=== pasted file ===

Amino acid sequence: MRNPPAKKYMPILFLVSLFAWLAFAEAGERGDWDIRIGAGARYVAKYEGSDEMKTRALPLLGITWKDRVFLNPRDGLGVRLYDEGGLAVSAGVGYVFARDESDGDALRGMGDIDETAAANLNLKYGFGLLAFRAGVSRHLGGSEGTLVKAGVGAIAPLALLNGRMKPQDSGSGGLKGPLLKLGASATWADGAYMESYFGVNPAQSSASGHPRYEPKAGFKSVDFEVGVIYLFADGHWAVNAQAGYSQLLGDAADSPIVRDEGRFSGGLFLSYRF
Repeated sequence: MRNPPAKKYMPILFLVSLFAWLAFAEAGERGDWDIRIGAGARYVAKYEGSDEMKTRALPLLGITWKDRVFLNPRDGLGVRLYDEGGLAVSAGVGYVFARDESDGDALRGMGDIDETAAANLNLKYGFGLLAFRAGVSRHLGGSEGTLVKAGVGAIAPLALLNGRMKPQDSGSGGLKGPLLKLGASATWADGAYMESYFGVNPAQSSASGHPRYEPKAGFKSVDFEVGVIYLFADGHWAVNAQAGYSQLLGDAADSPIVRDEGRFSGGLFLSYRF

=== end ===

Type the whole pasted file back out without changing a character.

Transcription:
Amino acid sequence: MRNPPAKKYMPILFLVSLFAWLAFAEAGERGDWDIRIGAGARYVAKYEGSDEMKTRALPLLGITWKDRVFLNPRDGLGVRLYDEGGLAVSAGVGYVFARDESDGDALRGMGDIDETAAANLNLKYGFGLLAFRAGVSRHLGGSEGTLVKAGVGAIAPLALLNGRMKPQDSGSGGLKGPLLKLGASATWADGAYMESYFGVNPAQSSASGHPRYEPKAGFKSVDFEVGVIYLFADGHWAVNAQAGYSQLLGDAADSPIVRDEGRFSGGLFLSYRF
Repeated sequence: MRNPPAKKYMPILFLVSLFAWLAFAEAGERGDWDIRIGAGARYVAKYEGSDEMKTRALPLLGITWKDRVFLNPRDGLGVRLYDEGGLAVSAGVGYVFARDESDGDALRGMGDIDETAAANLNLKYGFGLLAFRAGVSRHLGGSEGTLVKAGVGAIAPLALLNGRMKPQDSGSGGLKGPLLKLGASATWADGAYMESYFGVNPAQSSASGHPRYEPKAGFKSVDFEVGVIYLFADGHWAVNAQAGYSQLLGDAADSPIVRDEGRFSGGLFLSYRF